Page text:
I do remember my dad swearing at half-time, going for another wee and Steve Bruce ruffling my crash helmet haircut when we went out for the second half.

I remember Norwich scoring just after half-time. I remember that because I’d just been given an apple. Asa Hartford had scored. Apparently. I remember Mel Machin going mental when Dennis van Wijk gave away a penalty, and I remember Sunderland’s Clive Walker missing it. I remember being on the pitch and my dad picking me up and kissing me. I remember feeling self-conscious as I was given the Cup in front of the Norwich supporters and a row of photographers and being told to hold it up in my shit trainers.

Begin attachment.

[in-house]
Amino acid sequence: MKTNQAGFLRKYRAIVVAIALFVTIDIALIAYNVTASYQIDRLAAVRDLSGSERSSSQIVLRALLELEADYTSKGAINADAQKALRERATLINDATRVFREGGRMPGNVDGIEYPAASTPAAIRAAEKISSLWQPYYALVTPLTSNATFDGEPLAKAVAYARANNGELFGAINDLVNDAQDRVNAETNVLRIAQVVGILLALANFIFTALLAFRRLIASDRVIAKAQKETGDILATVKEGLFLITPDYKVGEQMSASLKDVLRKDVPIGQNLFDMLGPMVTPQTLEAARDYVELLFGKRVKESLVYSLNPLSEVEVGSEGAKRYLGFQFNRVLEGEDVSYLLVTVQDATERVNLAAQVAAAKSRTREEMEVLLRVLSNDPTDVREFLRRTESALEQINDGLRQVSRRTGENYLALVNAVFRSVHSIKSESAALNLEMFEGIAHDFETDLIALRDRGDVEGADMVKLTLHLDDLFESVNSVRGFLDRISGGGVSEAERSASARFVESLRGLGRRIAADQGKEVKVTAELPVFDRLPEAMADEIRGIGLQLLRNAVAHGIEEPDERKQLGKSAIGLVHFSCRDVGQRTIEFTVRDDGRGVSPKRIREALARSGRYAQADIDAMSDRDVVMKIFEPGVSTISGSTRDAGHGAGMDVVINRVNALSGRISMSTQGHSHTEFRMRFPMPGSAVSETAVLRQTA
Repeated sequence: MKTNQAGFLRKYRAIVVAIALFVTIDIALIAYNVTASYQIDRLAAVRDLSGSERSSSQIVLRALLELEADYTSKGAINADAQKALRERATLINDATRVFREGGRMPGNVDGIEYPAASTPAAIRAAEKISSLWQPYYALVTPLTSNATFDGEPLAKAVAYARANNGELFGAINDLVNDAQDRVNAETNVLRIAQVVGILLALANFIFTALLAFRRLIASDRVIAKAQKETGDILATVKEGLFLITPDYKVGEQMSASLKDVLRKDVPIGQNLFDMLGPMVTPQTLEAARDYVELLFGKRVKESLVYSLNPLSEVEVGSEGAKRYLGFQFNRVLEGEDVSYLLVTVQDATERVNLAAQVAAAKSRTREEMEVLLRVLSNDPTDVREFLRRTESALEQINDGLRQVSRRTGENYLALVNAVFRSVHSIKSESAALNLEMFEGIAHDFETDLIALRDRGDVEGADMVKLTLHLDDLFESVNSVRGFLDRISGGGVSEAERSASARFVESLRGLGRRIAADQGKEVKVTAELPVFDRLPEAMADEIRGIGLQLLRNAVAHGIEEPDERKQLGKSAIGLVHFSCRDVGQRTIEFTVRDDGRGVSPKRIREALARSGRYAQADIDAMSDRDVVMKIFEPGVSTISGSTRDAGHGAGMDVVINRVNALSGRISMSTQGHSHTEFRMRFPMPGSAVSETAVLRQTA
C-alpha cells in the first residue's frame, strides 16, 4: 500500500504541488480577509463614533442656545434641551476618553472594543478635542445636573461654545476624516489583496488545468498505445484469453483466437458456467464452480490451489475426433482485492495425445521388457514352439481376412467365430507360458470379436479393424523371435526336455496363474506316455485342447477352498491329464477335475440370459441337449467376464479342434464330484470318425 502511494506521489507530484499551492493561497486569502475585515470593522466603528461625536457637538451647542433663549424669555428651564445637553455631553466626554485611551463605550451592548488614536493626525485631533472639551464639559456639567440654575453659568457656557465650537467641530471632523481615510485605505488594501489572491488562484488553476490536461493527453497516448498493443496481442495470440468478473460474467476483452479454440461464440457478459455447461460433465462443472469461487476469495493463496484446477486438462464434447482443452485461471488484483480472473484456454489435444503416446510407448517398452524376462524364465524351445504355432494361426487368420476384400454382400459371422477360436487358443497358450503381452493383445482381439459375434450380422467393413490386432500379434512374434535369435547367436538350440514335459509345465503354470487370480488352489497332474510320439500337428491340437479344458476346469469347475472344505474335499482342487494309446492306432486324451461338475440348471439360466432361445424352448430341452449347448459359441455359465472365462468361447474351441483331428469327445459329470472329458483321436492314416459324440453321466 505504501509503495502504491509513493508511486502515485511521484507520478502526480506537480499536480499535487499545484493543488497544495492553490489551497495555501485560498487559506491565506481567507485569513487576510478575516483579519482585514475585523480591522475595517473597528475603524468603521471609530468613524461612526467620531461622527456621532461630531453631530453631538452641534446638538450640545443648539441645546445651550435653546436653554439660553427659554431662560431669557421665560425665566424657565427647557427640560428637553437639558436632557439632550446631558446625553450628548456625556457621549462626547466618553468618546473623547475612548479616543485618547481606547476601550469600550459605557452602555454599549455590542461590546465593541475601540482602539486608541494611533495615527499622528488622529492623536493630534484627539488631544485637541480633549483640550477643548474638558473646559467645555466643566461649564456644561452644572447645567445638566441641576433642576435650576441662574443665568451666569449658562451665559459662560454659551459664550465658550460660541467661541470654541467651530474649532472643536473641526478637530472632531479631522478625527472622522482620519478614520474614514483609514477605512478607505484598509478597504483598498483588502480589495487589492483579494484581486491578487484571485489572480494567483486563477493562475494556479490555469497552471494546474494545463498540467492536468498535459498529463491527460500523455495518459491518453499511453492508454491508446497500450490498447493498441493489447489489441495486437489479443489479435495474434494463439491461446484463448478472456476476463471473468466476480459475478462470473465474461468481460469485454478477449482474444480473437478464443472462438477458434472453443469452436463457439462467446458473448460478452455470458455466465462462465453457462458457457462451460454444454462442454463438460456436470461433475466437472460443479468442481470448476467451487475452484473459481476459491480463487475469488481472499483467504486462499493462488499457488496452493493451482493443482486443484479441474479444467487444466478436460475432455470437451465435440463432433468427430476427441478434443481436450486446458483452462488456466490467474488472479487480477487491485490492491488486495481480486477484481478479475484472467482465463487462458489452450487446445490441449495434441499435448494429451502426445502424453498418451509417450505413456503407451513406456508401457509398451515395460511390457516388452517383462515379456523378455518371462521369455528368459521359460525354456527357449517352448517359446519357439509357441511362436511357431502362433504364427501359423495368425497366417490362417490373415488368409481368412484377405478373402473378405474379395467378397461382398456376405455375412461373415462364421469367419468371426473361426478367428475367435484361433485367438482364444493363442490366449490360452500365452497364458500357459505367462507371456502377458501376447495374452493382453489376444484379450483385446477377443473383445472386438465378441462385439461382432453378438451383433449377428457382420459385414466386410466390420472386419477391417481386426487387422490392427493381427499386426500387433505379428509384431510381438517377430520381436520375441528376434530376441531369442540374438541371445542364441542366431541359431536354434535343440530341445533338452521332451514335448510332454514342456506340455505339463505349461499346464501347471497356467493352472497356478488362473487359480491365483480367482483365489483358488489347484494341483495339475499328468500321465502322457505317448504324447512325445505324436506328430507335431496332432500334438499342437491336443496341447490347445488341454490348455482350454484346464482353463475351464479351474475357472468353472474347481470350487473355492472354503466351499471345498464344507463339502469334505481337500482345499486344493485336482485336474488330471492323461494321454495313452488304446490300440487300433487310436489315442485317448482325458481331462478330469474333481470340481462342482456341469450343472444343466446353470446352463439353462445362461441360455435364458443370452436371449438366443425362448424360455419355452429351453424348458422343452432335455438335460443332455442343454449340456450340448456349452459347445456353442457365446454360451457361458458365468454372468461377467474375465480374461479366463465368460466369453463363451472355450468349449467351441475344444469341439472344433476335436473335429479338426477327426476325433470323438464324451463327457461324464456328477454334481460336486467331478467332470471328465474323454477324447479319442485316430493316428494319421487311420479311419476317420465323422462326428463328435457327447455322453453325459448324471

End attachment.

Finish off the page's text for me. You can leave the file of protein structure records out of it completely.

I remember after one lap of honour, my old man saying, ‘Let’s go round again, I’ll never get another opportunity, so fuck it!’

I remember how happy everyone was. I remember all the players getting pissed in a hotel. What a day.

Before Mick went to the thirty-year reunion of Norwich City’s one and only victory in a major domestic Cup final, an East Anglian film crew arrived at the stables to speak with him about that day. They set up in the owners’ hospitality lounge and he went in to talk to them about it.

I was sitting at his desk, fiddling with the lot board that organises who will ride which horses the following morning and, after a mere five minutes, the director came out of the lounge and approached me.

‘Mick says you might be able to help.’

‘What with?’ I replied.

‘Well, the trouble is, he can’t remember the name of the captain that day.’

‘What? He can’t even remember Dave Watson?’ I replied.

‘To be honest, he’s got trouble remembering most of the team.’

‘Right,’ I said, ‘I’ll write it down for him. Show him this and he’ll tell you everything you want to know.’